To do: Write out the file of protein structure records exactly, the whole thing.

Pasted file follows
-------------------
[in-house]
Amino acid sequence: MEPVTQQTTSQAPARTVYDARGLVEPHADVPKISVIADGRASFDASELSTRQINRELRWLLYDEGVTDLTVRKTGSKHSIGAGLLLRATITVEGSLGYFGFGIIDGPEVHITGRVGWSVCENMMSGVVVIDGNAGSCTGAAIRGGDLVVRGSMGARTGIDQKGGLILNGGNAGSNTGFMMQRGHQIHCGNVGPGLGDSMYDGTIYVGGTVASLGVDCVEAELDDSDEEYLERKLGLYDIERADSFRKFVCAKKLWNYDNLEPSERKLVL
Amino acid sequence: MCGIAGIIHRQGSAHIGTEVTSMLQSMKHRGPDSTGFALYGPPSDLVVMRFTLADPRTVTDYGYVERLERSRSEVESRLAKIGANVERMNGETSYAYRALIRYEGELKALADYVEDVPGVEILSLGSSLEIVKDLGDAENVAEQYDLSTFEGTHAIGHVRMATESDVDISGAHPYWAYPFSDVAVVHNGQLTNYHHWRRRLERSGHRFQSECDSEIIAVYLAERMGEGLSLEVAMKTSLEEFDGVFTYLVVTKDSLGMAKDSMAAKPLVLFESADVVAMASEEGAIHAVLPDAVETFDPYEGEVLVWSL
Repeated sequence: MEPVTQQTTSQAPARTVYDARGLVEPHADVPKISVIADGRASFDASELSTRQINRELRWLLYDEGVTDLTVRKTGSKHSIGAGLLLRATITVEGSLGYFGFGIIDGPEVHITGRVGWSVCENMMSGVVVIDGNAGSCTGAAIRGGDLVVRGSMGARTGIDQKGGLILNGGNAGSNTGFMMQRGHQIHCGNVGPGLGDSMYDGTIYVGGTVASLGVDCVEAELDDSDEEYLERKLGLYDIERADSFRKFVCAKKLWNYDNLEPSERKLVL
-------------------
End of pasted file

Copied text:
[in-house]
Amino acid sequence: MEPVTQQTTSQAPARTVYDARGLVEPHADVPKISVIADGRASFDASELSTRQINRELRWLLYDEGVTDLTVRKTGSKHSIGAGLLLRATITVEGSLGYFGFGIIDGPEVHITGRVGWSVCENMMSGVVVIDGNAGSCTGAAIRGGDLVVRGSMGARTGIDQKGGLILNGGNAGSNTGFMMQRGHQIHCGNVGPGLGDSMYDGTIYVGGTVASLGVDCVEAELDDSDEEYLERKLGLYDIERADSFRKFVCAKKLWNYDNLEPSERKLVL
Amino acid sequence: MCGIAGIIHRQGSAHIGTEVTSMLQSMKHRGPDSTGFALYGPPSDLVVMRFTLADPRTVTDYGYVERLERSRSEVESRLAKIGANVERMNGETSYAYRALIRYEGELKALADYVEDVPGVEILSLGSSLEIVKDLGDAENVAEQYDLSTFEGTHAIGHVRMATESDVDISGAHPYWAYPFSDVAVVHNGQLTNYHHWRRRLERSGHRFQSECDSEIIAVYLAERMGEGLSLEVAMKTSLEEFDGVFTYLVVTKDSLGMAKDSMAAKPLVLFESADVVAMASEEGAIHAVLPDAVETFDPYEGEVLVWSL
Repeated sequence: MEPVTQQTTSQAPARTVYDARGLVEPHADVPKISVIADGRASFDASELSTRQINRELRWLLYDEGVTDLTVRKTGSKHSIGAGLLLRATITVEGSLGYFGFGIIDGPEVHITGRVGWSVCENMMSGVVVIDGNAGSCTGAAIRGGDLVVRGSMGARTGIDQKGGLILNGGNAGSNTGFMMQRGHQIHCGNVGPGLGDSMYDGTIYVGGTVASLGVDCVEAELDDSDEEYLERKLGLYDIERADSFRKFVCAKKLWNYDNLEPSERKLVL